The former UN General Secretary Kofi Annan understood very well the need to « plant the seeds for modern corporate and financial sustainability ». He played a critical role to bring governments, companies, and investor industry together to help address many of the world’s challenges.

Kofi Annan turned to investors saying that « the owners of those companies and the custodians of savers’ financial futures might explore the role they could play in building a more sustainable future for the benefit of those they serve.

The Principles for Responsible Investment (PRI) were launched in April 2006 at the New York Stock Exchange. These Principles developed by investors for investors reflect the integration of Environmental, Social and Governance (ESG) issues to their investment practices.

The cultural dimension of sustainability, however, is rarely part of the investment menu.

The topics of Sustainable Finance (SF) and Sustainable Investment (SI) primarily refer to the integration of Environmental, Social and Governance criteria (ESG) in investment decisions. 

It is not until the 2005 UNESCO Convention on the Protection and Promotion of the Diversity of Cultural Expressions that we hear about the role of culture in this endeavour. In this convention is states that cultural diversity is a mainspring for sustainable development for communities, peoples, and nations.

Culture does fit into the sustainability picture

If we consider the conclusion of the 1987 Brundtland Report we cannot ignore the fundamental role culture can play to promote harmony between human beings or to fuel the UN 2030 Agenda five P´s: planet, people, prosperity, peace and partnership.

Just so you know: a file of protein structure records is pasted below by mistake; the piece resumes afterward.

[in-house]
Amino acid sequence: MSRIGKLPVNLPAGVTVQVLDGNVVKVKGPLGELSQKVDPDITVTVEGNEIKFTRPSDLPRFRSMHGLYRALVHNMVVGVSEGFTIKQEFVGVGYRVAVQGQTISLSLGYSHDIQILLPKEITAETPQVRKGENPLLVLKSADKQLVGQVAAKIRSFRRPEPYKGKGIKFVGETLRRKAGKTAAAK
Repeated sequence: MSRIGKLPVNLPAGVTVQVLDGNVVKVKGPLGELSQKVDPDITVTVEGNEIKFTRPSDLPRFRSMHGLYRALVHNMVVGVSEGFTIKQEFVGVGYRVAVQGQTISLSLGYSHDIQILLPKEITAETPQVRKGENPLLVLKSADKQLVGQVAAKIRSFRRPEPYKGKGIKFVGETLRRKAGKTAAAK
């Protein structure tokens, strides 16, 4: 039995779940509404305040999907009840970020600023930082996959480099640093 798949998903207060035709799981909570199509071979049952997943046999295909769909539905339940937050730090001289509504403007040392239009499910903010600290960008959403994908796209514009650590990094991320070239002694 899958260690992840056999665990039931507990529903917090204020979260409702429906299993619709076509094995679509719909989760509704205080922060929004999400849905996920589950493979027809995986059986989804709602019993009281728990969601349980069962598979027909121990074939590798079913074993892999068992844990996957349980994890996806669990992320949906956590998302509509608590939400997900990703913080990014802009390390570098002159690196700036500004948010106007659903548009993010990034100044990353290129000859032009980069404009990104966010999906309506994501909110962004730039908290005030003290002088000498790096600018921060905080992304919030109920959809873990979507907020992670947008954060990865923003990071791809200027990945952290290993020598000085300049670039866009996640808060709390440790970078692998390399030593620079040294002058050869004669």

So what is culture? In its Mexico City Declaration in 1982 UNESCO defined culture as « the whole complex distinctive spiritual, ritual, material, intellectual and emotional features that characterize a society or social group. It includes not only the arts and letters, but also modes of life, the fundamental rights of the human being, value systems, traditions and beliefs ». 

It claimed : « Culture is the essential condition for genuine development ». The cultural impulse is both individualistic (encouraging self-esteem) and collective (promoting social cohesion), which illustrates the huge scope of culture’s benefit to build and strengthen peaceful, creative and inclusive societies.

Considering this high ambition displayed through these international instruments, cultural and creative industries (CCIs) which are part of the international community mentioned above, have a fundamental and specific social responsibility. By creating, producing and distributing content, they contribute to promote critical thinking, mutual understanding and people’s willingness to live together. CCIs and media companies including television, radio, newspapers, books, advertising, music, movie, performing arts, or video games have a responsibility for the impact their content has on people. It concerns what we listen, read or watch. The media exerts a strong influence on the decisions we make, the products we buy, the questions we ask to make our everyday lives .